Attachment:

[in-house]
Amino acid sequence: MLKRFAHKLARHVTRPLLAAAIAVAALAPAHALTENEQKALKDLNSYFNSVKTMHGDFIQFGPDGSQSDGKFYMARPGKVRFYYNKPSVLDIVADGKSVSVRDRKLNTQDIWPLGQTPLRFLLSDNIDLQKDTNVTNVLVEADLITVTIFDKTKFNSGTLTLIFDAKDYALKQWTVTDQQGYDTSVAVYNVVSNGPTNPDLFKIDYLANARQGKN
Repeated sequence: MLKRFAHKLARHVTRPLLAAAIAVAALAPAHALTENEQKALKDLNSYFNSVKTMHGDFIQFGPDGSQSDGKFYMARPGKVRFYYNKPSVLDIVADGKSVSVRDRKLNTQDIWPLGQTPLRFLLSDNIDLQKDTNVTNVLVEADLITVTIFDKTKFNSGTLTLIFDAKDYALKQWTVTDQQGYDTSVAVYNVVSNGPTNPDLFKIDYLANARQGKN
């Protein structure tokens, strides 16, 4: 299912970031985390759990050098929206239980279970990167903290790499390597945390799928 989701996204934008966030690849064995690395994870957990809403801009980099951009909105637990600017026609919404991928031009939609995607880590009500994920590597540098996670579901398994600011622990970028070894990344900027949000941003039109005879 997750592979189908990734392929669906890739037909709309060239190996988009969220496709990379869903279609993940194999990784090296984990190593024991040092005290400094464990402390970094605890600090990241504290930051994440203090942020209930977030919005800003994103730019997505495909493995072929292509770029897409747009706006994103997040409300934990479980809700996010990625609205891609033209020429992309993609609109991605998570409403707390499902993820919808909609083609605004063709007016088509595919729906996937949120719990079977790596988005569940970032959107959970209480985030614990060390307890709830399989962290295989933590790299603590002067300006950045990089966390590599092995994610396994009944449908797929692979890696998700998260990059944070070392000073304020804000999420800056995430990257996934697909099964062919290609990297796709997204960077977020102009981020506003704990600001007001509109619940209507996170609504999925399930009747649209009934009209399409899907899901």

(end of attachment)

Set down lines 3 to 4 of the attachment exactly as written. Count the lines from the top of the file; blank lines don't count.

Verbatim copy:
Repeated sequence: MLKRFAHKLARHVTRPLLAAAIAVAALAPAHALTENEQKALKDLNSYFNSVKTMHGDFIQFGPDGSQSDGKFYMARPGKVRFYYNKPSVLDIVADGKSVSVRDRKLNTQDIWPLGQTPLRFLLSDNIDLQKDTNVTNVLVEADLITVTIFDKTKFNSGTLTLIFDAKDYALKQWTVTDQQGYDTSVAVYNVVSNGPTNPDLFKIDYLANARQGKN
């Protein structure tokens, strides 16, 4: 299912970031985390759990050098929206239980279970990167903290790499390597945390799928 989701996204934008966030690849064995690395994870957990809403801009980099951009909105637990600017026609919404991928031009939609995607880590009500994920590597540098996670579901398994600011622990970028070894990344900027949000941003039109005879 997750592979189908990734392929669906890739037909709309060239190996988009969220496709990379869903279609993940194999990784090296984990190593024991040092005290400094464990402390970094605890600090990241504290930051994440203090942020209930977030919005800003994103730019997505495909493995072929292509770029897409747009706006994103997040409300934990479980809700996010990625609205891609033209020429992309993609609109991605998570409403707390499902993820919808909609083609605004063709007016088509595919729906996937949120719990079977790596988005569940970032959107959970209480985030614990060390307890709830399989962290295989933590790299603590002067300006950045990089966390590599092995994610396994009944449908797929692979890696998700998260990059944070070392000073304020804000999420800056995430990257996934697909099964062919290609990297796709997204960077977020102009981020506003704990600001007001509109619940209507996170609504999925399930009747649209009934009209399409899907899901």